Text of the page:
KANSAS CITY, Mo. -- Chris Sale always has a strong desire to finish his starts, but Carlos Sanchez delivered even more momentum late on Friday night.
Sanchez blasted a go-ahead, three-run homer off Kelvin Herrera in the eighth inning to put Sale in front and he did the rest as the White Sox topped the Kansas City Royals 7-4 in front of 29,218 at Kauffman Stadium. Sale --- who retired the first 13 men he faced -- struck out 10 in a 119-pitch effort for his sixth complete game of the season and earned his first victory since Aug. 20 and only second since June.
“I threw my arms up in the air,” Sale said of the Sanchez homer. “I was just, it was crazy. That’s your team fighting for you right there. It’s your team fighting back against one of the best (Herrera).
“It changes the complete landscape of the game honestly. You are looking at, we were down two and then we scored one, and then we hit a three-run homer. All you have to do is go out there and not mess up too bad.”
Sanchez’s second straight game-winner arrived three batters after Todd Frazier jump-started the stunning rally. Frazier had taken umbrage to an inside fastball near his head with one out in the eighth from Herrera and the Royals ahead 4-2. Frazier barked at Herrera before catcher Salvador Perez played the role of peacemaker.
After play resumed, Frazier doubled to left field and instantly scored on a one-out RBI single by Alex Avila. Avisail Garcia walked in front of Sanchez, who sat on a fastball and skied a 3-2 heater out to right to put the White Sox ahead 6-4.
Melky Cabrera blasted a solo homer in the ninth off Peter Moylan to stretch the lead to three runs.
“It’s really good when your pitcher pitches a really good game, to get the win,” Sanchez said. “I just tried to get the ball good and bring one run in and I feel really good.”
White Sox manager Robin Ventura had no qualms bringing Sale back for the bottom of the eighth inning. Working efficiently, Sale had thrown 90 pitches through seven innings and rebounded nicely after he allowed four runs (three earned) between the fifth and sixth. Sale needed only 11 pitches to get through the eighth after a leadoff single and convinced Ventura with a quick chat to bring him back for the ninth. Though he walked one, Sale ended the game with a strikeout of Paulo Orlando on a 95-mph fastball. His six complete games are the most by a White Sox pitcher since Bartolo Colon had nine in 2003.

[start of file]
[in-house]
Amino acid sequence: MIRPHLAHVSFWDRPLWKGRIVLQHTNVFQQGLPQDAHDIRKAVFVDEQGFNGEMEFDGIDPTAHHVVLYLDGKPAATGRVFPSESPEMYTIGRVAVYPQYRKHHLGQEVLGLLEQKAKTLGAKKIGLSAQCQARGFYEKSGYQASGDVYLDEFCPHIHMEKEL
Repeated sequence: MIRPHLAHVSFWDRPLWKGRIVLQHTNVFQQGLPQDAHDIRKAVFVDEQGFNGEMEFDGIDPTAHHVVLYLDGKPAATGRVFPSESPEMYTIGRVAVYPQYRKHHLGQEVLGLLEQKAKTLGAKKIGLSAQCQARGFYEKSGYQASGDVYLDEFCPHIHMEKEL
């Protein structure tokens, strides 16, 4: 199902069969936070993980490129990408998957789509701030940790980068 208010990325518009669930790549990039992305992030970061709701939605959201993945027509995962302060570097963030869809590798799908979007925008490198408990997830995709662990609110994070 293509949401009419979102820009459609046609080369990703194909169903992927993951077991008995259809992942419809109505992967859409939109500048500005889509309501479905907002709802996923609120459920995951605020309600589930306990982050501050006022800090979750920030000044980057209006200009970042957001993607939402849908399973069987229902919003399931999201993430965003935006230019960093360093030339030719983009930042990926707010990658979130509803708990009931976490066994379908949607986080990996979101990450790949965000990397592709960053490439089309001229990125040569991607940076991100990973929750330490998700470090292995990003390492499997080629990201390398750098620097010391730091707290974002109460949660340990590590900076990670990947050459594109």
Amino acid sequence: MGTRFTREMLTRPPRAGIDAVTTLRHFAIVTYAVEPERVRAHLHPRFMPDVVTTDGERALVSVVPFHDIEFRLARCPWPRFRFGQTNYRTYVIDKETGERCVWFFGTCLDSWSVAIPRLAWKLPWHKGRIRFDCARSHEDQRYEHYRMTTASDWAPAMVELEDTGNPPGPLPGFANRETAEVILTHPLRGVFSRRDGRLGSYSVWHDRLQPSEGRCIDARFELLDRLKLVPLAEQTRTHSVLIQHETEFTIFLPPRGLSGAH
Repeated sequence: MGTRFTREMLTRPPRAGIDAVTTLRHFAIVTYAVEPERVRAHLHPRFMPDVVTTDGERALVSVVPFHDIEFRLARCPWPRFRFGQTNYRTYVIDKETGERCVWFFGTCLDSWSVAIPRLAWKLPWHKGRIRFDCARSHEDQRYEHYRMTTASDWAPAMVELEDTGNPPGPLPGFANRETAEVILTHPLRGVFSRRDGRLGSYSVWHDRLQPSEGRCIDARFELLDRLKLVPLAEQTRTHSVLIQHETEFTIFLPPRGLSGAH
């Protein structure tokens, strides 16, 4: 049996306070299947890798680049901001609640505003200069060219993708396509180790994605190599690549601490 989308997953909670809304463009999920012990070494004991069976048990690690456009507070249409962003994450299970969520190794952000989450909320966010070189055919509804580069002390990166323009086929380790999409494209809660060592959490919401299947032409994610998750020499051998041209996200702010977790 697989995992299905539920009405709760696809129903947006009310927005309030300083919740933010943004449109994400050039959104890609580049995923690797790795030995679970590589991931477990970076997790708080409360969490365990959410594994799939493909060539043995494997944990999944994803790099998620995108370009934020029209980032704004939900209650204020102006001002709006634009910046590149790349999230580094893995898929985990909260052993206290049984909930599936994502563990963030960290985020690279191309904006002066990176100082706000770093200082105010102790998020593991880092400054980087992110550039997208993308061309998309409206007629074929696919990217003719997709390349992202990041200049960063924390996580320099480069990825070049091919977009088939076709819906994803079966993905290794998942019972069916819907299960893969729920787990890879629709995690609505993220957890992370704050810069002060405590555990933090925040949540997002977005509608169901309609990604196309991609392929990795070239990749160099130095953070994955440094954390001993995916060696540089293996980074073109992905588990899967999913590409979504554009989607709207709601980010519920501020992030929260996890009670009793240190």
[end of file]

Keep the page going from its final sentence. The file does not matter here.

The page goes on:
“He was going back out,” Ventura said. “It was nice for him to finish it off. Early on he was real sharp. They got to him in the middle there. Even at the end, talking to him, he felt great. We had been talking about how strong he is, his endurance, and this is another example of that.”
Sale looked like he had the stuff perfect games are made of in the early going.
He had pinpoint command of his fastball and buckled knees with sliders. Sale had no close calls in the first 13 hitters and was efficient. He struck out one batter in each of the first four innings and only needed 43 pitches to set down the first 12.
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But Salvador Perez fouled off an 0-2 slider in the fifth inning and singled to start a barrage of Royals hits. By the time it was over, Kansas City had gone 7-for-10 and went from trailing by two to leading 4-2. Sale escaped the sixth inning with a double play and set down the side in order in the seventh inning. HIs 11-pitch eighth meant Sale has pitched at least eight innings in six straight starts, the most by a White Sox pitcher since Jack McDowell had seven from July 10-August 8, 1994. He recently attributed the run to a plan he and pitching coach Don Cooper devised in spring training to work more efficiently. Sale also credited his catchers and his manager for trusting him.
“You got to give credit to my team, my catchers and not only that, but to Robin,” Sale said. “He’s letting me get extended a little bit. A lot of people are afraid to let guys get over the 110-pitch mark. We go based on feel -- if I’m feeling good. He came up and asked me after the eighth. I know how I felt and we went from there.”